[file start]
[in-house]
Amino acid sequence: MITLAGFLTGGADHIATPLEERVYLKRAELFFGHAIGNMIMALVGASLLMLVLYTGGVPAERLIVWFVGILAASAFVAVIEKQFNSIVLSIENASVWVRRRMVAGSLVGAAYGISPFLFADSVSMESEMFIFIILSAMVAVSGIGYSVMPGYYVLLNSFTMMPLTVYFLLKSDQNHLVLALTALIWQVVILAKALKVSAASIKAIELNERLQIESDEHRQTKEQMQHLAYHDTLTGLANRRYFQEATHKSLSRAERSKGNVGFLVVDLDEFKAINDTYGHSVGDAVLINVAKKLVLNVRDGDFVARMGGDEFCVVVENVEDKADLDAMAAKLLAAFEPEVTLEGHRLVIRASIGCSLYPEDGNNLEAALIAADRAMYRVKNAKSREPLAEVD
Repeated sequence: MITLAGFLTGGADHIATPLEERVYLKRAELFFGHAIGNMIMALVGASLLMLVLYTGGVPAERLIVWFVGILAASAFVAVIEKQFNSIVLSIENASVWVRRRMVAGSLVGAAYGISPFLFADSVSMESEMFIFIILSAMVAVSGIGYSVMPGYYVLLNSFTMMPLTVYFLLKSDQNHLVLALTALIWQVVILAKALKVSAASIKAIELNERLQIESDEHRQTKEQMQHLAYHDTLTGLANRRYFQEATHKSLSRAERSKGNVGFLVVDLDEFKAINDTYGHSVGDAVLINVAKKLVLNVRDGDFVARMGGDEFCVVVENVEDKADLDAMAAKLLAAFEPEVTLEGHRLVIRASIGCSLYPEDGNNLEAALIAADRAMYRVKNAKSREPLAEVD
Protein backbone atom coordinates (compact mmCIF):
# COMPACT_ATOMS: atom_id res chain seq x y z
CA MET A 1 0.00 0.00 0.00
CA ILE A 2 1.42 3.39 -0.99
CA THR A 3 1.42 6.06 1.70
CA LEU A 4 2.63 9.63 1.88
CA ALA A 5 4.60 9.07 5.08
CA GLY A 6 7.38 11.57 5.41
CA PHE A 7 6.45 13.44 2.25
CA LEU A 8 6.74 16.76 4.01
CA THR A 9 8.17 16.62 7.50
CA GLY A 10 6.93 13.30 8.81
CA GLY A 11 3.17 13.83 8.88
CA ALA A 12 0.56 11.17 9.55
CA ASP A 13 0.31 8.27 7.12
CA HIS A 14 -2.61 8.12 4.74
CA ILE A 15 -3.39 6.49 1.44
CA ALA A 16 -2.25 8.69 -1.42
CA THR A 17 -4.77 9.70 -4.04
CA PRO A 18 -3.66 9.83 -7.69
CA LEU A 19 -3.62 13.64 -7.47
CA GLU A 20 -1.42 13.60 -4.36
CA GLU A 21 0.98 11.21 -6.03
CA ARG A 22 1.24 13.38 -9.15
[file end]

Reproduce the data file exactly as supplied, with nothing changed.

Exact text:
[in-house]
Amino acid sequence: MITLAGFLTGGADHIATPLEERVYLKRAELFFGHAIGNMIMALVGASLLMLVLYTGGVPAERLIVWFVGILAASAFVAVIEKQFNSIVLSIENASVWVRRRMVAGSLVGAAYGISPFLFADSVSMESEMFIFIILSAMVAVSGIGYSVMPGYYVLLNSFTMMPLTVYFLLKSDQNHLVLALTALIWQVVILAKALKVSAASIKAIELNERLQIESDEHRQTKEQMQHLAYHDTLTGLANRRYFQEATHKSLSRAERSKGNVGFLVVDLDEFKAINDTYGHSVGDAVLINVAKKLVLNVRDGDFVARMGGDEFCVVVENVEDKADLDAMAAKLLAAFEPEVTLEGHRLVIRASIGCSLYPEDGNNLEAALIAADRAMYRVKNAKSREPLAEVD
Repeated sequence: MITLAGFLTGGADHIATPLEERVYLKRAELFFGHAIGNMIMALVGASLLMLVLYTGGVPAERLIVWFVGILAASAFVAVIEKQFNSIVLSIENASVWVRRRMVAGSLVGAAYGISPFLFADSVSMESEMFIFIILSAMVAVSGIGYSVMPGYYVLLNSFTMMPLTVYFLLKSDQNHLVLALTALIWQVVILAKALKVSAASIKAIELNERLQIESDEHRQTKEQMQHLAYHDTLTGLANRRYFQEATHKSLSRAERSKGNVGFLVVDLDEFKAINDTYGHSVGDAVLINVAKKLVLNVRDGDFVARMGGDEFCVVVENVEDKADLDAMAAKLLAAFEPEVTLEGHRLVIRASIGCSLYPEDGNNLEAALIAADRAMYRVKNAKSREPLAEVD
Protein backbone atom coordinates (compact mmCIF):
# COMPACT_ATOMS: atom_id res chain seq x y z
CA MET A 1 0.00 0.00 0.00
CA ILE A 2 1.42 3.39 -0.99
CA THR A 3 1.42 6.06 1.70
CA LEU A 4 2.63 9.63 1.88
CA ALA A 5 4.60 9.07 5.08
CA GLY A 6 7.38 11.57 5.41
CA PHE A 7 6.45 13.44 2.25
CA LEU A 8 6.74 16.76 4.01
CA THR A 9 8.17 16.62 7.50
CA GLY A 10 6.93 13.30 8.81
CA GLY A 11 3.17 13.83 8.88
CA ALA A 12 0.56 11.17 9.55
CA ASP A 13 0.31 8.27 7.12
CA HIS A 14 -2.61 8.12 4.74
CA ILE A 15 -3.39 6.49 1.44
CA ALA A 16 -2.25 8.69 -1.42
CA THR A 17 -4.77 9.70 -4.04
CA PRO A 18 -3.66 9.83 -7.69
CA LEU A 19 -3.62 13.64 -7.47
CA GLU A 20 -1.42 13.60 -4.36
CA GLU A 21 0.98 11.21 -6.03
CA ARG A 22 1.24 13.38 -9.15